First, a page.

Posted by Peg in South Carolina
Tien has revived my interest in the possibility of weaving with knit blanks which I could dye and then unwind onto pirns for use as weft. In this process, the weft yarn is first knitted (on a knitting machine) and the resulting knit fabric is then dyed with the desired gradated color changes. After the knitted blank is dyed, it is unwound onto pirns or bobbins for weaving. Then one uses these bobbins in the correct order to weave with.
SOME NOTES ON HISTORY OF MACHINE-KNITTED BLANKS
Sara Lamb was the first person who I was aware, through her blog, of using this technique. She had learned of the process from her good friend Nancy Roberts. At that point Nancy had been machine knitting and dyeing blanks for hand knitters to use and so Sara pursued this. Go to her 2005 post “More Dyeing Fun” to learn how Sara dyed the blank and then hand-knit it.
Later that year, Nancy got the idea of machine knitting blanks not just for hand knitters but for weavers as well. So Sara agree to weave up one of Nancy’s machine knit and dyed samples. To see what she did with the blank, go to this post, A Little Help from my Friends. You won’t be disappointed with the eye candy that Sara provides.
The next year, Nancy presented a workshop for Sara’s guild. Sara talks about this workshop in her post, Dye Another Day. This was primarily about dyeing sock blanks for knitting socks.
While Sara often refers to this technique as “Nancy’s technique,” Nancy explained in an email conversation with me that her source was Rebekah Younger. To see some of Rebekah’s creations, go here. Rebekah had an article in a 1995 Threads Magazine on the technique, a technique she used for knitting.
An article on this technique can be found in the current Handwoven magazine (Issue 143, pp. 16-17). This is the story of the collaboration between Nancy and weaver Penny Peters. Here I learned that Nancy can make knit fabric even with 60/2 silk. Aha! My favorite weight of silk.
As a former machine knitter, and one who knit on a fine gauge machine at that, I had not believed it possible to use 60/2 silk in a knitting machine. And apparently Nancy wasn’t so sure either. But she found she could, and Penny’s weaving shows the brilliant results.
Now Tien is playing with the concept. Go here to read Tien’s description of her process along with wonderful photos.
MACHINE KNITTED BLANKS AND MY WEAVING
Reading Tien’s post on this process started me thinking once again about using it in my own work. I had not realized until Tien’s posts that anyone knit these blanks for sale. That meant, I realized, that even though I no longer had any knitting machines, I had easy access to purchasing knitted blanks. But I “knew” that of course 60/2 silk was out. Thanks to the piece in Handwoven I know that Nancy could knit me up 60/2 silk! Wonderful!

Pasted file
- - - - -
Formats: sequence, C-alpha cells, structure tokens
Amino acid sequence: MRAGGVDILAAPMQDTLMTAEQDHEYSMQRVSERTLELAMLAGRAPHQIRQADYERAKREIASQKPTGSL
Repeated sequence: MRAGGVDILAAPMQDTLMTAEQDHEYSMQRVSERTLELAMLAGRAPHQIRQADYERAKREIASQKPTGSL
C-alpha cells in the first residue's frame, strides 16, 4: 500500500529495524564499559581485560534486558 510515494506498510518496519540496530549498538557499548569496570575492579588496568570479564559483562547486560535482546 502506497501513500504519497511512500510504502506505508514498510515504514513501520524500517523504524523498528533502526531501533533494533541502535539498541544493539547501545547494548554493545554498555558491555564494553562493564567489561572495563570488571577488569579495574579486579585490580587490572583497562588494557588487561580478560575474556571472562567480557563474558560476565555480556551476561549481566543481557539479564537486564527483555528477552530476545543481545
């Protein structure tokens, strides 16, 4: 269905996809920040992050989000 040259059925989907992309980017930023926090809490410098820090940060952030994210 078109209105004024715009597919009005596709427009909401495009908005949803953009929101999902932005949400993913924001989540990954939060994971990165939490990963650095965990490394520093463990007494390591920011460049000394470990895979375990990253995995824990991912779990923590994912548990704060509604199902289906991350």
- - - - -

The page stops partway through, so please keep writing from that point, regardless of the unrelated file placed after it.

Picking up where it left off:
Right now, however, the kind of weaving I am doing does not seem to lend itself to using this technique. But were I to use it, I would not use it in the same way Tien does.
Tien is using very long colorways. In fact, looking at Tien’s photos, it looks like each of the colorways takes up enough yarn for one pirn, for a total of seven pirns. Elsewhere, however, she mentions that she is using 14 pirns. In any case, if I were to use such long color ways, it would for me make more sense to dye the yarns myself.
Dyeing the yarn in separate skeins would make it easier to make decisions as to when to stop weaving with one color and move to the next. As Tien makes clear, one has to calculate all this fairly accurately in advance.
Another advantage to doing the dyeing myself, I could choose on the fly when to move to the next bobbin. This would give me plenty of opportunity to play with (i.e., change my mind about……..) my original plans for working with the weft colors.
When I dye small bits of yarn I use canning jars and an electric frying pan to provide a water bath. The pan holds 8 jars. Actually I have two frying pans designated for dyeing and have been known to dye as many as 15 different yarns at a time. To dye 16 (or even more) gradations with two colors would require only that I make the two basic stock solutions and then gradually mix them into the number of dye pots I wanted. The number would be determined by just how smooth I wanted the gradations to be.
So, with long color changes, I’m not sure about the knitted blanks. If, however, the colors change relatively quickly, then I think the knitted blanks are a brilliant way to save some time as well a to reduce the number of weft ends that have to be woven into the fabric.
TO LEARN MORE
To find out more about this and to see examples of the beautiful things that have been created, go to Nancy Roberts’ website, Machine Knitting to Dye For. There is also a Machine Knitting to Dye For group on Ravelry.
I am indebted to Nancy for her help and advice with this post.
Related Post: Anger Despite Playing with Dyes